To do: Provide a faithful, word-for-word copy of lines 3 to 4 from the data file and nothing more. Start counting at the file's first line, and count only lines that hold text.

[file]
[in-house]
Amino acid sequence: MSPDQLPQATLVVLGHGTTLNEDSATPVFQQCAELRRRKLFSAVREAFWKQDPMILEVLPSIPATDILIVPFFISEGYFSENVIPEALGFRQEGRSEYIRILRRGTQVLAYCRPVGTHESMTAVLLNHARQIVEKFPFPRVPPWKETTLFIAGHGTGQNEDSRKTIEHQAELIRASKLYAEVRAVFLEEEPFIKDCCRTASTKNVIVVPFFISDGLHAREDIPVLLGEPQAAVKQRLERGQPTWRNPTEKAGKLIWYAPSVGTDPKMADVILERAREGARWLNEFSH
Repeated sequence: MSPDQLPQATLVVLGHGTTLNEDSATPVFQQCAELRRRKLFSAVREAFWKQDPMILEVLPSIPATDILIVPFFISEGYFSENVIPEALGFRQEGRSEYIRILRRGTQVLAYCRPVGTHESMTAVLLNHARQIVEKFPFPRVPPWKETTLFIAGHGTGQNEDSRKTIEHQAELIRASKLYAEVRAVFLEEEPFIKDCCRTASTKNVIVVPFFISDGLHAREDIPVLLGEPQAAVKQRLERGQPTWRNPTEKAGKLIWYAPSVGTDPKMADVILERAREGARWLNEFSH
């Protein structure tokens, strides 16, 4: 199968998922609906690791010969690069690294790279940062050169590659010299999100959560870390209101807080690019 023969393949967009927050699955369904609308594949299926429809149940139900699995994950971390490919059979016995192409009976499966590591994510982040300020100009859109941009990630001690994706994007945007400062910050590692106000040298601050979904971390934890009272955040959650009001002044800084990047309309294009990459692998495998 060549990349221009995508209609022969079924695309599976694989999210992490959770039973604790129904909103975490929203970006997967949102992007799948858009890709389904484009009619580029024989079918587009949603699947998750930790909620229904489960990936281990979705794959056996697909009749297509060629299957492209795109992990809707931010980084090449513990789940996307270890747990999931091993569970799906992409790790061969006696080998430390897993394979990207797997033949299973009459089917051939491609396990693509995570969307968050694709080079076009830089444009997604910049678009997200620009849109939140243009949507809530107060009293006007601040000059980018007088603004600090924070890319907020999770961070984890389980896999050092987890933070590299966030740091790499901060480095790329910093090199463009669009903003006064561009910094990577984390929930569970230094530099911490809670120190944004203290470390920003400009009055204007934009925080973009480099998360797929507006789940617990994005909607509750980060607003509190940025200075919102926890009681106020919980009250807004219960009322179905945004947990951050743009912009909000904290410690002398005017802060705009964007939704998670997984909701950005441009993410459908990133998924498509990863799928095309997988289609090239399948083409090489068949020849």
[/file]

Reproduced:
Repeated sequence: MSPDQLPQATLVVLGHGTTLNEDSATPVFQQCAELRRRKLFSAVREAFWKQDPMILEVLPSIPATDILIVPFFISEGYFSENVIPEALGFRQEGRSEYIRILRRGTQVLAYCRPVGTHESMTAVLLNHARQIVEKFPFPRVPPWKETTLFIAGHGTGQNEDSRKTIEHQAELIRASKLYAEVRAVFLEEEPFIKDCCRTASTKNVIVVPFFISDGLHAREDIPVLLGEPQAAVKQRLERGQPTWRNPTEKAGKLIWYAPSVGTDPKMADVILERAREGARWLNEFSH
């Protein structure tokens, strides 16, 4: 199968998922609906690791010969690069690294790279940062050169590659010299999100959560870390209101807080690019 023969393949967009927050699955369904609308594949299926429809149940139900699995994950971390490919059979016995192409009976499966590591994510982040300020100009859109941009990630001690994706994007945007400062910050590692106000040298601050979904971390934890009272955040959650009001002044800084990047309309294009990459692998495998 060549990349221009995508209609022969079924695309599976694989999210992490959770039973604790129904909103975490929203970006997967949102992007799948858009890709389904484009009619580029024989079918587009949603699947998750930790909620229904489960990936281990979705794959056996697909009749297509060629299957492209795109992990809707931010980084090449513990789940996307270890747990999931091993569970799906992409790790061969006696080998430390897993394979990207797997033949299973009459089917051939491609396990693509995570969307968050694709080079076009830089444009997604910049678009997200620009849109939140243009949507809530107060009293006007601040000059980018007088603004600090924070890319907020999770961070984890389980896999050092987890933070590299966030740091790499901060480095790329910093090199463009669009903003006064561009910094990577984390929930569970230094530099911490809670120190944004203290470390920003400009009055204007934009925080973009480099998360797929507006789940617990994005909607509750980060607003509190940025200075919102926890009681106020919980009250807004219960009322179905945004947990951050743009912009909000904290410690002398005017802060705009964007939704998670997984909701950005441009993410459908990133998924498509990863799928095309997988289609090239399948083409090489068949020849």